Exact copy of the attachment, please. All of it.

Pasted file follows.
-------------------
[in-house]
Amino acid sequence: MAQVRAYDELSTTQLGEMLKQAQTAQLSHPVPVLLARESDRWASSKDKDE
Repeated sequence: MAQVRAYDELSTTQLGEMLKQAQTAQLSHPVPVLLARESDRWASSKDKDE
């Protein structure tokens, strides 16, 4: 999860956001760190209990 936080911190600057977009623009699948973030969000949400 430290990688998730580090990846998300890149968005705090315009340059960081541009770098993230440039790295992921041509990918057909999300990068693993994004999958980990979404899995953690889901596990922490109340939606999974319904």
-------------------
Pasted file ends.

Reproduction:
[in-house]
Amino acid sequence: MAQVRAYDELSTTQLGEMLKQAQTAQLSHPVPVLLARESDRWASSKDKDE
Repeated sequence: MAQVRAYDELSTTQLGEMLKQAQTAQLSHPVPVLLARESDRWASSKDKDE
């Protein structure tokens, strides 16, 4: 999860956001760190209990 936080911190600057977009623009699948973030969000949400 430290990688998730580090990846998300890149968005705090315009340059960081541009770098993230440039790295992921041509990918057909999300990068693993994004999958980990979404899995953690889901596990922490109340939606999974319904």